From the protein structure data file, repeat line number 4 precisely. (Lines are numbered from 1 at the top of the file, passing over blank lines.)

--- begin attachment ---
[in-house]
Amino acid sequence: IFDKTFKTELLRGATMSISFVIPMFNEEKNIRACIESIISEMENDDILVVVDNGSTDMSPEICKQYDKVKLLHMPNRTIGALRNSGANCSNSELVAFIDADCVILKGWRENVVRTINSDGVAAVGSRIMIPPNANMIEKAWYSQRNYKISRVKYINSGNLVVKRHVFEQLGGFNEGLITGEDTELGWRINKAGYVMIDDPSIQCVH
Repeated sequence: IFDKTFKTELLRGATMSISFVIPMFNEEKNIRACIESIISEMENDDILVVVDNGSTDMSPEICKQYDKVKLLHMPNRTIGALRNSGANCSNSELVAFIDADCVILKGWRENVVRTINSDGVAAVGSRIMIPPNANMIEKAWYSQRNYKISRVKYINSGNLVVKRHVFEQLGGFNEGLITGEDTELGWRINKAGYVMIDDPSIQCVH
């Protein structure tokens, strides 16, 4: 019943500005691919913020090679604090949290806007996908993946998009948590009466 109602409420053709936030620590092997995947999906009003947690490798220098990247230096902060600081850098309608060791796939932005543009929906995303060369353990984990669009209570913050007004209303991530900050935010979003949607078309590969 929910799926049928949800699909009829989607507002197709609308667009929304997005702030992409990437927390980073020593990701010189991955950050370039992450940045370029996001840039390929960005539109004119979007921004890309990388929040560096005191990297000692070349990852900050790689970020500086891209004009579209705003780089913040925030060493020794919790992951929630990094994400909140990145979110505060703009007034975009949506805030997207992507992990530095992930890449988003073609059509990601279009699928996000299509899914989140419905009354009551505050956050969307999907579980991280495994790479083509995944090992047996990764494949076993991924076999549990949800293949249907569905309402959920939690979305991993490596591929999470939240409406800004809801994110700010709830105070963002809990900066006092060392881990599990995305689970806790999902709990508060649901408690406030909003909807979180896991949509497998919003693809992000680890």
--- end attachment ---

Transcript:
């Protein structure tokens, strides 16, 4: 019943500005691919913020090679604090949290806007996908993946998009948590009466 109602409420053709936030620590092997995947999906009003947690490798220098990247230096902060600081850098309608060791796939932005543009929906995303060369353990984990669009209570913050007004209303991530900050935010979003949607078309590969 929910799926049928949800699909009829989607507002197709609308667009929304997005702030992409990437927390980073020593990701010189991955950050370039992450940045370029996001840039390929960005539109004119979007921004890309990388929040560096005191990297000692070349990852900050790689970020500086891209004009579209705003780089913040925030060493020794919790992951929630990094994400909140990145979110505060703009007034975009949506805030997207992507992990530095992930890449988003073609059509990601279009699928996000299509899914989140419905009354009551505050956050969307999907579980991280495994790479083509995944090992047996990764494949076993991924076999549990949800293949249907569905309402959920939690979305991993490596591929999470939240409406800004809801994110700010709830105070963002809990900066006092060392881990599990995305689970806790999902709990508060649901408690406030909003909807979180896991949509497998919003693809992000680890």